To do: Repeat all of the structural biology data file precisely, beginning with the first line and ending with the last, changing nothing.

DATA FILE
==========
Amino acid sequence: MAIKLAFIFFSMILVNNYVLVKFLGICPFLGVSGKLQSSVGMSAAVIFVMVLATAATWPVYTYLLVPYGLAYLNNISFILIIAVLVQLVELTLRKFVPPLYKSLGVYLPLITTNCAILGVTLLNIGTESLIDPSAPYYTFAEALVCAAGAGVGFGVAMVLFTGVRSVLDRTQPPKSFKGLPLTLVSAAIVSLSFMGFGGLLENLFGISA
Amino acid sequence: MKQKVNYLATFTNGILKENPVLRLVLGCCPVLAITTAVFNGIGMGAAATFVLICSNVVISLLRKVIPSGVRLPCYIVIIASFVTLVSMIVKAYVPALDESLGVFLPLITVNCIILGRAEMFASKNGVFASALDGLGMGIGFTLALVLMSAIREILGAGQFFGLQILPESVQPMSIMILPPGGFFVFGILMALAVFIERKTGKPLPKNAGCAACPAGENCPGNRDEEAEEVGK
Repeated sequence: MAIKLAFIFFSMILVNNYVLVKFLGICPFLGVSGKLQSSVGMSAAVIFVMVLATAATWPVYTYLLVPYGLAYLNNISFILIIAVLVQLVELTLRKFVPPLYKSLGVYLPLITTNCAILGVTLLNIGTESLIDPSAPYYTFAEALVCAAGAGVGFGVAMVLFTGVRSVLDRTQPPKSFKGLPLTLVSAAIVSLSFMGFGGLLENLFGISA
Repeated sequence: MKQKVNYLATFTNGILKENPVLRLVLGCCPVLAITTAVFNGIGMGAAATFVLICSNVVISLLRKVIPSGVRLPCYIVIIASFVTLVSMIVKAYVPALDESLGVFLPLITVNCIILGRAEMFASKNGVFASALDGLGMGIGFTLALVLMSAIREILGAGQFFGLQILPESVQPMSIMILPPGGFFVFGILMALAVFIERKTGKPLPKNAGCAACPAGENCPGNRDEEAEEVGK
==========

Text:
Amino acid sequence: MAIKLAFIFFSMILVNNYVLVKFLGICPFLGVSGKLQSSVGMSAAVIFVMVLATAATWPVYTYLLVPYGLAYLNNISFILIIAVLVQLVELTLRKFVPPLYKSLGVYLPLITTNCAILGVTLLNIGTESLIDPSAPYYTFAEALVCAAGAGVGFGVAMVLFTGVRSVLDRTQPPKSFKGLPLTLVSAAIVSLSFMGFGGLLENLFGISA
Amino acid sequence: MKQKVNYLATFTNGILKENPVLRLVLGCCPVLAITTAVFNGIGMGAAATFVLICSNVVISLLRKVIPSGVRLPCYIVIIASFVTLVSMIVKAYVPALDESLGVFLPLITVNCIILGRAEMFASKNGVFASALDGLGMGIGFTLALVLMSAIREILGAGQFFGLQILPESVQPMSIMILPPGGFFVFGILMALAVFIERKTGKPLPKNAGCAACPAGENCPGNRDEEAEEVGK
Repeated sequence: MAIKLAFIFFSMILVNNYVLVKFLGICPFLGVSGKLQSSVGMSAAVIFVMVLATAATWPVYTYLLVPYGLAYLNNISFILIIAVLVQLVELTLRKFVPPLYKSLGVYLPLITTNCAILGVTLLNIGTESLIDPSAPYYTFAEALVCAAGAGVGFGVAMVLFTGVRSVLDRTQPPKSFKGLPLTLVSAAIVSLSFMGFGGLLENLFGISA
Repeated sequence: MKQKVNYLATFTNGILKENPVLRLVLGCCPVLAITTAVFNGIGMGAAATFVLICSNVVISLLRKVIPSGVRLPCYIVIIASFVTLVSMIVKAYVPALDESLGVFLPLITVNCIILGRAEMFASKNGVFASALDGLGMGIGFTLALVLMSAIREILGAGQFFGLQILPESVQPMSIMILPPGGFFVFGILMALAVFIERKTGKPLPKNAGCAACPAGENCPGNRDEEAEEVGK